Image Source: Wikimedia Commons; Image only for representational purpose
A day before World Population Day, on 10 July, the Uttar Pradesh Government announced a draft of the Uttar Pradesh Population (Control, Stabilization and Welfare) Bill, 2021 (Bill). The Bill provides incentives to public servants and the general public to follow a two-child policy through voluntary sterilisation. It also includes disincentives: those who do not adhere to the policy will receive limited rations and subsidies and will face a disadvantage in applying for government jobs. The Bill has triggered widespread controversy.
Uttar Pradesh is not the first state to implement measures that encourage a two-child policy. The Rajasthan Panchayati Raj Act, 1994 disqualifies a person who has more than two children from contesting elections as a Panch or a member of the Panchayat. Madhya Pradesh has also followed a two-child rule since 2004: individuals with over two children are ineligible for government service. Similarly, Telangana, Andhra Pradesh, Gujarat, Uttarakhand and Maharashtra have implemented the two-child rule in various ways.
The U.P. government’s urgency to pass the Bill is strange because the State’s population statistics suggest that there is no need for such a Bill. According to the National Family Health Survey (NFHS) 4 (2015), the fertility rate in U.P. has gone down to 2.7 from 3.8 (NFHS-3, 2005). U.P. did see a population explosion in the past (from 1971 to 2001) – the decadal growth remained over 25%, , however, there is now a declining trend (20% growth from 2001 to 2011).
Even if there was a population problem or if the U.P. government wanted to avoid one in the future, the current Bill’s strategy is rather outdated. Across the world, there is a broad consensus that coercion, incentives and disincentives do not lead to population control. Instead, population control policies must be based on informed free choice, and this was highlighted by the Programme of Action of the International Conference on Population and Development (UN 1994). An interagency statement by a consortium of international institutions like UNICEF and WHO went further to state that the decision of a person to undergo sterilisation must not be induced by incentives or coercion.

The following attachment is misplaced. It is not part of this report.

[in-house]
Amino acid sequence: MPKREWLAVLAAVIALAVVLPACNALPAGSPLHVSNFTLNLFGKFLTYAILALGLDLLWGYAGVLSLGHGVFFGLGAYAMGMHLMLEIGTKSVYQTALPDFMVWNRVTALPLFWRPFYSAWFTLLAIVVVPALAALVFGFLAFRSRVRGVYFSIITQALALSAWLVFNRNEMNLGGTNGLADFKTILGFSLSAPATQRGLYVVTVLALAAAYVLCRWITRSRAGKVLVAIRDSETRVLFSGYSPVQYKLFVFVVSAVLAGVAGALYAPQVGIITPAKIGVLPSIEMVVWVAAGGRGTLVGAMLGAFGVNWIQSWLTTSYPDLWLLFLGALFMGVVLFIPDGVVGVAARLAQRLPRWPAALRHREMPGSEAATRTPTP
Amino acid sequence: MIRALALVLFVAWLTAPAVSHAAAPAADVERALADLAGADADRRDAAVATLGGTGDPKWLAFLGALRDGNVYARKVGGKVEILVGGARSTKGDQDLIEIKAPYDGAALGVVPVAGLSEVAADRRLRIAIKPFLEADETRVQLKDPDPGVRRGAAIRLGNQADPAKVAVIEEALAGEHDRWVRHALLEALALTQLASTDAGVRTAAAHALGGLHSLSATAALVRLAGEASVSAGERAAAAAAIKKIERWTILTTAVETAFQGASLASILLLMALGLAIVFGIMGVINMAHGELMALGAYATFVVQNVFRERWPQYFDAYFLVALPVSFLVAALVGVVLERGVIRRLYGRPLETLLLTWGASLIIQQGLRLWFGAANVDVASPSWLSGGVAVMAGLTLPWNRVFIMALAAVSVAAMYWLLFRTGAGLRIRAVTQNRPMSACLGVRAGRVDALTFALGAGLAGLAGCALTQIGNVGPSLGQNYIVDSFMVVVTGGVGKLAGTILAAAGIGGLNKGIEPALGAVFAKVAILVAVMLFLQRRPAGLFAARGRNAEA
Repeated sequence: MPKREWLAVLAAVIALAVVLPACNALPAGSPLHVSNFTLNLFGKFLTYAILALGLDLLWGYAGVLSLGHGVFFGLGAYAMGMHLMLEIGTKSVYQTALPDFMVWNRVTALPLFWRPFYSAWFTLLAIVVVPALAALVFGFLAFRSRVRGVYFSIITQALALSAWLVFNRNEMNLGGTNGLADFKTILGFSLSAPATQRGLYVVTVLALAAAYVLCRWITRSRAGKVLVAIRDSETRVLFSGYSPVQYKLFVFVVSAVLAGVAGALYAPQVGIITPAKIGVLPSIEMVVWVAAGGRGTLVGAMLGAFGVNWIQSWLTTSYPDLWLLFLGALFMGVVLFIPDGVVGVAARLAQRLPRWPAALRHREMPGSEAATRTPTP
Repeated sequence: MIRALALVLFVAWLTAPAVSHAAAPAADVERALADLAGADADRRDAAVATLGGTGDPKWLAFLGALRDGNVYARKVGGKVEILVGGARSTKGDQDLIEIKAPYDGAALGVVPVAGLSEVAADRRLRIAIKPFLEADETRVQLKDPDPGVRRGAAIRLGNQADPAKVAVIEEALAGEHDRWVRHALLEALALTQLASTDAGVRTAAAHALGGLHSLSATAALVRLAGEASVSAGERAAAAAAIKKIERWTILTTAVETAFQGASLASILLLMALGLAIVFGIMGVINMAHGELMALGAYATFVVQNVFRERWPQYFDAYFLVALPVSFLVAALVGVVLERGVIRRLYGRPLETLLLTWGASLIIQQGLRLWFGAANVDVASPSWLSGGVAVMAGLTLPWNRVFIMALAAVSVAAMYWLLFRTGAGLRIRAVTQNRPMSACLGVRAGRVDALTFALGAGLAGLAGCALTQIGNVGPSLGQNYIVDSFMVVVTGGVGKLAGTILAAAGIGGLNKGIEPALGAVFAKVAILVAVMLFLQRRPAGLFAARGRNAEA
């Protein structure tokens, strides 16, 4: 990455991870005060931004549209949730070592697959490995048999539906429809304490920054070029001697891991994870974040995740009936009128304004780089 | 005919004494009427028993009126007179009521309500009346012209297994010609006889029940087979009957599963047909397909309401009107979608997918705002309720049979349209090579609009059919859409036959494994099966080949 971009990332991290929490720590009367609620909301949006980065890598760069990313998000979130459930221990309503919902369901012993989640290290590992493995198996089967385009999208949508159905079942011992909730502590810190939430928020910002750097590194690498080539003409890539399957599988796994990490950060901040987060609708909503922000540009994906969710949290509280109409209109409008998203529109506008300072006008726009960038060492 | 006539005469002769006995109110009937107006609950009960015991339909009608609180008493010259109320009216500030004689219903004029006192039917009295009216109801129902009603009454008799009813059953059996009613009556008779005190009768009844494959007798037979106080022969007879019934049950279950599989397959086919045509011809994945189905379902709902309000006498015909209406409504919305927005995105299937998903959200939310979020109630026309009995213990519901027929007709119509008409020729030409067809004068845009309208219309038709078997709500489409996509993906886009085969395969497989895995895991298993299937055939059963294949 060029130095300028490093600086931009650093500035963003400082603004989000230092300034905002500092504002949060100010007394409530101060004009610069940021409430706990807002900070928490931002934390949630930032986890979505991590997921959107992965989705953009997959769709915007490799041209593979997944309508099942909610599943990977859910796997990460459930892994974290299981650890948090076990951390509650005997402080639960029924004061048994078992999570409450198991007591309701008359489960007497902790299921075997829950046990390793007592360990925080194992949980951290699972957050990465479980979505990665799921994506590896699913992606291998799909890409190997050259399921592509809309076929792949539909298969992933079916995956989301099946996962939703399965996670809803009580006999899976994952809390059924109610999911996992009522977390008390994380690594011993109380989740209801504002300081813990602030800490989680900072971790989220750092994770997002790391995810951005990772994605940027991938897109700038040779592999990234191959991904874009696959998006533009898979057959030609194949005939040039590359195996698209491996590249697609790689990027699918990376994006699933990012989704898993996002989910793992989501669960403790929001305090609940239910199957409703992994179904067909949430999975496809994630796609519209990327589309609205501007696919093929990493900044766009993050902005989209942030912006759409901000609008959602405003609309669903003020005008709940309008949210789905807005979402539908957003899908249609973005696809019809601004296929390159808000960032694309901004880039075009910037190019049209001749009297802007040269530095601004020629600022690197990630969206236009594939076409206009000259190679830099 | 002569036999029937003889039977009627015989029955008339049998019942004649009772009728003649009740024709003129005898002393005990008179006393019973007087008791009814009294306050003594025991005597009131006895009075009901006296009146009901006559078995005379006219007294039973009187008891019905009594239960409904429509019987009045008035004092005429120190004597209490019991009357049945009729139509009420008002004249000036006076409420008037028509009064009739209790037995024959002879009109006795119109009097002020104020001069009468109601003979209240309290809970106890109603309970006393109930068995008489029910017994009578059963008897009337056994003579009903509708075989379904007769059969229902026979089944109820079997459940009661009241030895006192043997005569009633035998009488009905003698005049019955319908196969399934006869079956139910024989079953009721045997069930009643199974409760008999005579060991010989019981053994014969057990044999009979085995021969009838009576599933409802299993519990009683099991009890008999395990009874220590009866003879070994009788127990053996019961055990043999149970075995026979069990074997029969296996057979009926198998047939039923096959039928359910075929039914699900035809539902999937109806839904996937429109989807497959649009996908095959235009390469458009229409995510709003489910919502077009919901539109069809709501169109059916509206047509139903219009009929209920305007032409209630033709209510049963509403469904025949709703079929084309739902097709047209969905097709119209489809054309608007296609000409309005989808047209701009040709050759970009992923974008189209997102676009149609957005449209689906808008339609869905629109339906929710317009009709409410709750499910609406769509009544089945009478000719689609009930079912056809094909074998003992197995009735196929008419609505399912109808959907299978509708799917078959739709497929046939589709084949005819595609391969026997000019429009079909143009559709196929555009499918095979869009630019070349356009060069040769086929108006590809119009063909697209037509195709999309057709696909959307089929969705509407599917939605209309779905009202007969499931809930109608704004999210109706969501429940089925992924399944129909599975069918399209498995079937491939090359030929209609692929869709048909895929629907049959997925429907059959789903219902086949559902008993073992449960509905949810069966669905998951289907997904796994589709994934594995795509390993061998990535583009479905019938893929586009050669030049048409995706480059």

India has significant baggage when it comes to population control: during the 1972 Emergency, Sanjay Gandhi organised a compulsory sterilisation campaign as a part of a larger poverty reduction program. Multiple people died from botched/ haste operations.
Sure, the U.P. Bill does not make sterilisation compulsory. But in dangling incentives and disincentives, citizens who are electing to undergo sterilisation are effectively not doing so voluntarily. There very well might be circumstances in which population control is the need of the hour. Strategies to achieve this, however, must not undermine consent, choice, freedom and other values encoded in our Constitution.